Earl Phillips' 1936 Ford

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Photo by Woody Higgins
Photo by Woody Higgins
Photo by Woody Higgins
Photo by Woody Higgins
Photo by Woody Higgins

In 1954, Earl Phillips of Baltimore, Maryland was studying roadsters and he thought every one of them looked alike. Earl began building his own, but he wanted something else. He began by buying a 1936 Ford, because he had never seen a street roadster made from one. Earl went down to work, the fenders were removed and a lot of rough spots were rounded. The body was channeled 9 inches and the doors were welded shut. The bumpers were removed and special nerf bars were made out of chromed water pipe. Earl spent two years hunting down the unique 1937 Cadillac Fleetwood grille which he installed. The taillights originated from a 1950 Chevrolet. The windshield was from a speedboat. The Oldsmobile Fiesta Hubcaps were modified with bullets and extra flippers.[1]

Earl constructed the dashboard and mounted an 8000-rpm tach, 160 mph speedometer both Stewart-Warner and a 24-hour airplane clock.The steering wheel was from a 1957 Mercury. The 1942 Studebaker seats were upholstered in pleated white and black Naugahyde.[1]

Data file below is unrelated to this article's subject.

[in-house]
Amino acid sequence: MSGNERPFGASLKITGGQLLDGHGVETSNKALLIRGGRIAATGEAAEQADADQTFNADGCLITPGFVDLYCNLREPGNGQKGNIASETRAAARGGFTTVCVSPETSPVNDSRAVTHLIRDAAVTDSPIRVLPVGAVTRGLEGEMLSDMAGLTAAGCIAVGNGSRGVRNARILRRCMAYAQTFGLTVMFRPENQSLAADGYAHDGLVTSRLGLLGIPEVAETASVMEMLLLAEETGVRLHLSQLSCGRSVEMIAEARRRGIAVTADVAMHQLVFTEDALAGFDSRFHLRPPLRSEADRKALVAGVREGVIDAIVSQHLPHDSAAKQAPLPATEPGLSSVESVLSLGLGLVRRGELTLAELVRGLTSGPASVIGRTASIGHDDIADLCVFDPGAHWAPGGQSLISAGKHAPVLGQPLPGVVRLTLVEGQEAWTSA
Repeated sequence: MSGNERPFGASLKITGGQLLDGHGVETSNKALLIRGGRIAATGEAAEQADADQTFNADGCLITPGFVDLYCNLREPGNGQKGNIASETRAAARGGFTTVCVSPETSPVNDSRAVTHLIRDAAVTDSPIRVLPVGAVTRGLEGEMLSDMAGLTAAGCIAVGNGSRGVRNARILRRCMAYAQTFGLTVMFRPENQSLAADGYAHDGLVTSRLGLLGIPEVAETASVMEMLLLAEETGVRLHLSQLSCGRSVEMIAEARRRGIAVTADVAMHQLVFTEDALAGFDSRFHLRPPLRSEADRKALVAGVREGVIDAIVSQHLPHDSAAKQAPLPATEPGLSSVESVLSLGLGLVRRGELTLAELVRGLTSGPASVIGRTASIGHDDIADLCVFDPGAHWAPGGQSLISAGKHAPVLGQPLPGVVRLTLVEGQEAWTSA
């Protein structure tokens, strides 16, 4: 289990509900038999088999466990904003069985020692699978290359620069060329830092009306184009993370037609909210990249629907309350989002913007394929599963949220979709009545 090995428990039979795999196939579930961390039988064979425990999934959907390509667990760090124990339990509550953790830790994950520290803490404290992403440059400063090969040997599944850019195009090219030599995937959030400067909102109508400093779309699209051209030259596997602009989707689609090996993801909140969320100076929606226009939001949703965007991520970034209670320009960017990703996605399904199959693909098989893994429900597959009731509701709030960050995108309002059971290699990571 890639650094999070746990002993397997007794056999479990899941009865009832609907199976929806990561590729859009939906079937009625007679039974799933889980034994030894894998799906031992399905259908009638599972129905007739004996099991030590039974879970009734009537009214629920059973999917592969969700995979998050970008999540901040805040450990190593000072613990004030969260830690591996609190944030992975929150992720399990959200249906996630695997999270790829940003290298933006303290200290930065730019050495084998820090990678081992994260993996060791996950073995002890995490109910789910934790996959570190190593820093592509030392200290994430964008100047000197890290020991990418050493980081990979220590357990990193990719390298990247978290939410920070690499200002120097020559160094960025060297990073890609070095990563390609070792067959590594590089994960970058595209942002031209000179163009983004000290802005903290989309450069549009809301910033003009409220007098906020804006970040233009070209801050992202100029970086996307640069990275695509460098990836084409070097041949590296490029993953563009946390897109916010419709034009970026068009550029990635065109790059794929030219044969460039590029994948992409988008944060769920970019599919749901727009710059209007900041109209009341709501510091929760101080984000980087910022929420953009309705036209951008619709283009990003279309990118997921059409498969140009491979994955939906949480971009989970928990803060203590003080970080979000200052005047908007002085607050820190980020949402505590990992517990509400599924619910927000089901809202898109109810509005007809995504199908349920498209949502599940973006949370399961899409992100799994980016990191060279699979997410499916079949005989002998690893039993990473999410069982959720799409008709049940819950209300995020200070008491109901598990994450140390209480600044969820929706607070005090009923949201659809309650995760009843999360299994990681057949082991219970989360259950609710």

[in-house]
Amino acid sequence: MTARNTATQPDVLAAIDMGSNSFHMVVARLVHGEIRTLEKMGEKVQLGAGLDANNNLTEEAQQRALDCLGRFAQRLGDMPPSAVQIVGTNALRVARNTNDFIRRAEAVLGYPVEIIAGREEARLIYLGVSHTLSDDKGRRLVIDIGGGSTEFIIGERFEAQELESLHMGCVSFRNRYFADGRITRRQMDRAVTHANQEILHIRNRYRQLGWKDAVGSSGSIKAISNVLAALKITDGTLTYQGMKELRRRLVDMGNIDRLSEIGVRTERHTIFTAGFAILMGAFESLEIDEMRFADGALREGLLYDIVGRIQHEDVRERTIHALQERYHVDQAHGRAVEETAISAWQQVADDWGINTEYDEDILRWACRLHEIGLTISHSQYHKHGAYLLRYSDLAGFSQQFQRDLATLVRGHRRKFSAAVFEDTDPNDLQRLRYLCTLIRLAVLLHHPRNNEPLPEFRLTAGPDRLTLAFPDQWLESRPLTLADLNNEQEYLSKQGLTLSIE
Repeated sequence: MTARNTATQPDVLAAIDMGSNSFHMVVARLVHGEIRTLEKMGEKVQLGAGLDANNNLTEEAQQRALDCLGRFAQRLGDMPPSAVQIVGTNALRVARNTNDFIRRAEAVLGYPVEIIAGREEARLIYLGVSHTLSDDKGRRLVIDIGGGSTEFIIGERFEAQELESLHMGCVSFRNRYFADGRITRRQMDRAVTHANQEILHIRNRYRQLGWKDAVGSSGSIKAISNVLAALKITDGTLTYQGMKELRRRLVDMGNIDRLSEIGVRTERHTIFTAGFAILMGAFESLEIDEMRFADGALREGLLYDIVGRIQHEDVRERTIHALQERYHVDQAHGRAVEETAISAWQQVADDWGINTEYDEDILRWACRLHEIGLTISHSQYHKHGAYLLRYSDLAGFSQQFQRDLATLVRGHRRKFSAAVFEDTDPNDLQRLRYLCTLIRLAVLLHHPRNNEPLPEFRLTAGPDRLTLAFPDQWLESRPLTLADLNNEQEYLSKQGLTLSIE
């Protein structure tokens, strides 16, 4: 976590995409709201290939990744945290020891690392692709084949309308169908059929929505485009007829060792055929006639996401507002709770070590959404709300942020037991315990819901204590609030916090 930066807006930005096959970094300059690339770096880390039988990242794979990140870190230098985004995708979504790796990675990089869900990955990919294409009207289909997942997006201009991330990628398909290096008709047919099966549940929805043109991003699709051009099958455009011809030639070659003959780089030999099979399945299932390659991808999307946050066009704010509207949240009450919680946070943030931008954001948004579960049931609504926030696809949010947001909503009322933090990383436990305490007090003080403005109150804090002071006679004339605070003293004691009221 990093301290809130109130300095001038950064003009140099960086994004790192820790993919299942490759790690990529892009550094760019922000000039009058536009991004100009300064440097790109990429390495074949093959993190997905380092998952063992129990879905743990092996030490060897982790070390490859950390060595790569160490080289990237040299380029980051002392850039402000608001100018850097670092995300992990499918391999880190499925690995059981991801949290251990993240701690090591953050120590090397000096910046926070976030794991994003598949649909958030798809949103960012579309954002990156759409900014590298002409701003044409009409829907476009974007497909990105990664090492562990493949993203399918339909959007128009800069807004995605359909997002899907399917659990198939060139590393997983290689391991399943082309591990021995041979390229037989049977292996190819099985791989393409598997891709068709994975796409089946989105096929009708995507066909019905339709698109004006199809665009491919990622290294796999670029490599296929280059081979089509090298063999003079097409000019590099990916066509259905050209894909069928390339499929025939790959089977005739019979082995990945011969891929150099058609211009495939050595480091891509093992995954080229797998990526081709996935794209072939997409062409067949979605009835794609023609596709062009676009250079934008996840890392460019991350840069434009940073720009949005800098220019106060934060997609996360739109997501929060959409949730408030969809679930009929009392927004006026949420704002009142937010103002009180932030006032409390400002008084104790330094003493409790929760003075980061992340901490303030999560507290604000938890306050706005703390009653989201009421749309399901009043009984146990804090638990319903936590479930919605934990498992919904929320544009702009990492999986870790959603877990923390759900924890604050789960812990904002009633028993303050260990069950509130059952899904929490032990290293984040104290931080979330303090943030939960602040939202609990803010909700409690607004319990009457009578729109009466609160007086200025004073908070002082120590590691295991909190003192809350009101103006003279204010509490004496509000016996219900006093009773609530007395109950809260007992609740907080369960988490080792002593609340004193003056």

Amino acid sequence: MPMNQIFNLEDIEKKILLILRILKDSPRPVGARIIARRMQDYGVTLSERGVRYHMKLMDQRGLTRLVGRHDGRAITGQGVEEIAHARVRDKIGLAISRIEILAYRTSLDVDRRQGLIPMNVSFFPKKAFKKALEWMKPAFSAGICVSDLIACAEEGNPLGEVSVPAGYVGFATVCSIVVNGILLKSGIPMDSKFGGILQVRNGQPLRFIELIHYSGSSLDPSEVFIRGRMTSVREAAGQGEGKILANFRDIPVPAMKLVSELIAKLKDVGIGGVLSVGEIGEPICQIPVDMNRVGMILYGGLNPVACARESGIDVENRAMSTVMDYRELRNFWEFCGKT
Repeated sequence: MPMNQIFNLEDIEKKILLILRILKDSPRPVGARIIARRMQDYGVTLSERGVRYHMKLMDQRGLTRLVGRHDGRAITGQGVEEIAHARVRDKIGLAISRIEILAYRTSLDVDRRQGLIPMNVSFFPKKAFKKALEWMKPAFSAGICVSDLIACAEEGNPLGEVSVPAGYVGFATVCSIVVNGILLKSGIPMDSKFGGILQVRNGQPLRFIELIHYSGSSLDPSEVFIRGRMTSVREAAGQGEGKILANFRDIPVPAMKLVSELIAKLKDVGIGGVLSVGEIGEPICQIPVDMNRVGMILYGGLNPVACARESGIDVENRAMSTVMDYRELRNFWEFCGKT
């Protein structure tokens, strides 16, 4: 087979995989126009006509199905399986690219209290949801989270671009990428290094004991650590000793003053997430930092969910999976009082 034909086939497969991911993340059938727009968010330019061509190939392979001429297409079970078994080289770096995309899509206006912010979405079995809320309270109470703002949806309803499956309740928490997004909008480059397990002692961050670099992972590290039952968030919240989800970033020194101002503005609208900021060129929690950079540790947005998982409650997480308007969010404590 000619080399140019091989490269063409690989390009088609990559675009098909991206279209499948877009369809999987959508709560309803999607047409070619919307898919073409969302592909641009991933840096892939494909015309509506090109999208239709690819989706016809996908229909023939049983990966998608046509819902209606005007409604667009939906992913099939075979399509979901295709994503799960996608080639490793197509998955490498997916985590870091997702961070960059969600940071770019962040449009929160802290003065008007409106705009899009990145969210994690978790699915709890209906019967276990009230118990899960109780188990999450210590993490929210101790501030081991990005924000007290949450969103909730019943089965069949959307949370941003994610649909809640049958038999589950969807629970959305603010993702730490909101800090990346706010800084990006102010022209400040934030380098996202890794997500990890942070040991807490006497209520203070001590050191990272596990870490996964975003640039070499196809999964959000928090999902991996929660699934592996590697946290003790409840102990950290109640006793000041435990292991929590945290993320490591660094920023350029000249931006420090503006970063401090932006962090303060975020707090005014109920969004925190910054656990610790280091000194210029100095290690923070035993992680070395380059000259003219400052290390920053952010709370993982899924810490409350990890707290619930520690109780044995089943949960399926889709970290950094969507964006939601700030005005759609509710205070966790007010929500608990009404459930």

A 383 cubic inch 1957 Oldsmobile engine was fit between the frame rails. It was fully hopped with a Iskendrian E-2 camshaft, the push rods, chilled iron lifters and rocker arms were Iskendrian as well. Eight Jahns pistons of the solid-skirt type were installed, the compression ratio was 11:1. The heads were milled to 0.020 and polished. The Weiand Drag star manifold sported six Ford 48 carburetors. The exhaust system used a semi-lake headers and a cleaned-out 1956 Oldsmobile manifold. The floor shift transmission was from a 1937 Cadillac and featured 1951 Cadillac bell housings and a 11 inch Cadillac pressure plate. The wheelbase were 112 inches, the stock suspension were reworked. The 2600 pound roadster bounced on airplane-type absorbers. The rear axles were from a 1952 Pontiac and a 1952 Oldsmobile. Ring and pinion ratio was 3.61:1. The front wheels were from a 1948 Mercury with 6.40x15 tires, the rear wheels are from a 1952 Oldsmobile and featured 7.60x15 tires. Most of the work was done by Earl and Jenkins Body Shop of Bethesda, Maryland. Once the bodywork was done, it was painted 25 coats of hand-rubbed black lacquer. By early 1960, Earl's roadster had won 50 trophies, including 15 "Best Car in the Show".[1]

Magazine Features

Hot Rod Magazine October 1958
Car Speed and Style January 1959
Car Craft September 1959
Custom Rodder November 1959



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